HUNDREDS of pupils in the town are being taught in classes of more than 30 children.
The Labour party has drawn attention to Department for Education figures and warned that more than half a million primary school pupils in the UK are being taught in “super-sized” classes.
It blames the government’s flagship free school programme, arguing that the initiative has made it harder to ensure there are enough school places around the country.
The figures show that 280 key stage one pupils in St Helens are being taught in classes sized between 31 and 35 while 1,688 key stage two pupils are in classes of a similar size in 2015.
They also show that 110 key stage two pupils are in classes with more than 36 children.
But the council says it is not unlawful for key stage two classes to have more than 30 children.
A council spokesman said: “The 280 children in KS1 classes of 31 or more related to only nine out of 190 KS1 classes across the whole of St Helens, which was the seventh lowest in the North West region.
“The children admitted into classes of over 30 places were all permitted exceptions under the Infant Class Size Legislation – excepted children are specified under the School Admissions Code 2014 (section 2.15).
“Infant Class Size legislation only relates to KS1, therefore it is not unlawful for classes in KS2 to have more than 30 children, although the numbers are still relatively small with only 55 classes out of a total of 245 KS2 classes in St Helens having more than 30 pupils.”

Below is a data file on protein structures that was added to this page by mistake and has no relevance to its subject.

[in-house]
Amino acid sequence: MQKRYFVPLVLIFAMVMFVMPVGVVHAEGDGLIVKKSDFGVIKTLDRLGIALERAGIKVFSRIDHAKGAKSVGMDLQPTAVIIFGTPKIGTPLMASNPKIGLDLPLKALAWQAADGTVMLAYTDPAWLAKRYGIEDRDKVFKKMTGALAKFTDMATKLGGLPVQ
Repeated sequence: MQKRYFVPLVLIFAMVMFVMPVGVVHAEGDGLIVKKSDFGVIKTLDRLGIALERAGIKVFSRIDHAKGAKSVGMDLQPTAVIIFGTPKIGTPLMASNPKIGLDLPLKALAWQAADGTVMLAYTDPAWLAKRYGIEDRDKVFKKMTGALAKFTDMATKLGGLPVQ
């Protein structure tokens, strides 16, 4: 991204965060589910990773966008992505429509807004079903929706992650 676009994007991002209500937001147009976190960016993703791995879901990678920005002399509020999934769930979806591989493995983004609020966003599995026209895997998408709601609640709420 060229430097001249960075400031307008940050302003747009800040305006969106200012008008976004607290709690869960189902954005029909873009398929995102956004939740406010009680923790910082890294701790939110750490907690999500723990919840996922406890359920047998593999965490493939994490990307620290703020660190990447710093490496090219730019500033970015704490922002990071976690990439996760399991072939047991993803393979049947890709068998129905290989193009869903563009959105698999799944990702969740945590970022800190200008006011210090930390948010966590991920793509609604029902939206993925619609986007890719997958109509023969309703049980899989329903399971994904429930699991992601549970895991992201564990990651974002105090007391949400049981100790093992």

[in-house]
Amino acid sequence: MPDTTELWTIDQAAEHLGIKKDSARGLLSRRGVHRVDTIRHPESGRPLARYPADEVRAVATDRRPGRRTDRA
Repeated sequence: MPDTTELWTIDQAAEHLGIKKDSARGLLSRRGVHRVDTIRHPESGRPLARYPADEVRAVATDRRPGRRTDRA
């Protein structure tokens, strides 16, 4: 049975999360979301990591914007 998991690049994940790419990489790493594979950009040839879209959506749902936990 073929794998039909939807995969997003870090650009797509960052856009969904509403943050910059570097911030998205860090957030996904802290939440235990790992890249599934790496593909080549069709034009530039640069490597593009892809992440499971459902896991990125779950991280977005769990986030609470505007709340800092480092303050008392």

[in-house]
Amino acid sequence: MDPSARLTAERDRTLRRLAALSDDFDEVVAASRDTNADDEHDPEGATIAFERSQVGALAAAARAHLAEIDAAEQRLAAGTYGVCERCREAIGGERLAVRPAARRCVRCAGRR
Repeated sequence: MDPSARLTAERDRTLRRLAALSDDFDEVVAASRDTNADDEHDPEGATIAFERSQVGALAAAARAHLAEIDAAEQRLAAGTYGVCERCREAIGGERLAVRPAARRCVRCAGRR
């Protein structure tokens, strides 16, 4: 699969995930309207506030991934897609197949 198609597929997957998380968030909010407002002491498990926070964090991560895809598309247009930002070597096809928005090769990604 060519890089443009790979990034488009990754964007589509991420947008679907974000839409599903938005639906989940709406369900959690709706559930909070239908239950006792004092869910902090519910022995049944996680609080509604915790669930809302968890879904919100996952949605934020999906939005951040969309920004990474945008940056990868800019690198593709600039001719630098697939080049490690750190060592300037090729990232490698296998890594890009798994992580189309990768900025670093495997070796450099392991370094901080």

Labour issued the warning as the deadline for applications for children starting primary school in September paced at the weekend.
The party said that its analysis of official Government figures shows that: “Over half a million children are now in super-size classes in primary schools, as class sizes continue to rise.”
But a Conservative Party spokesman said that 500,000 more school places have been created and accused the last Labour government of cutting funding by £150 million, scrapping almost 200,000 places.
A limit on infant school class sizes was introduced by Labour in the late 1990s, stating that no more than 30 youngsters should be in a class.
But under the rules, there are certain circumstances in which schools can legally waive the limit, and these have been extended in recent years, for example to allow classes to be made larger to take in twins, or the children of those serving in the armed forces.
Shadow education secretary Lucy Powell said: “The Government’s obsession with free schools, at the expense of opening other types of school, has made it harder and harder to ensure there are enough school places everywhere.
“This approach is clearly not working for parents up and down the country, with the result that come national offer day, some families applying will go straight onto a waiting list with no offer of any school place and soaring numbers of children will continue to be crammed into ever-expanding classes, as the only option left for many schools in many areas.
“The current system for planning new places is essentially broken.
“It is now time for the Tories to abandon their unjustified fixation with free schools, which are evidently not addressing the growing pressure on school places nor driving up standards, and once and for all, put the urgent need for sufficient good school places in every local area first.”
A Conservative spokesman said: “At the same time as pupil numbers were booming, the last Labour government cut funding for school places by £150 million, scrapping almost 200,000 places.
“So rather than trying to scare parents with misleading statistics, they should be backing the measures we’ve taken to clear up the mess they left behind
“Under the Conservatives, funding for basic need has been doubled, creating 500,000 more school places.
“On top of that, because of the difficult decisions we’ve taken elsewhere, we’ll be able to invest £23 billion in school buildings over the course of this Parliament, creating hundreds of new schools.”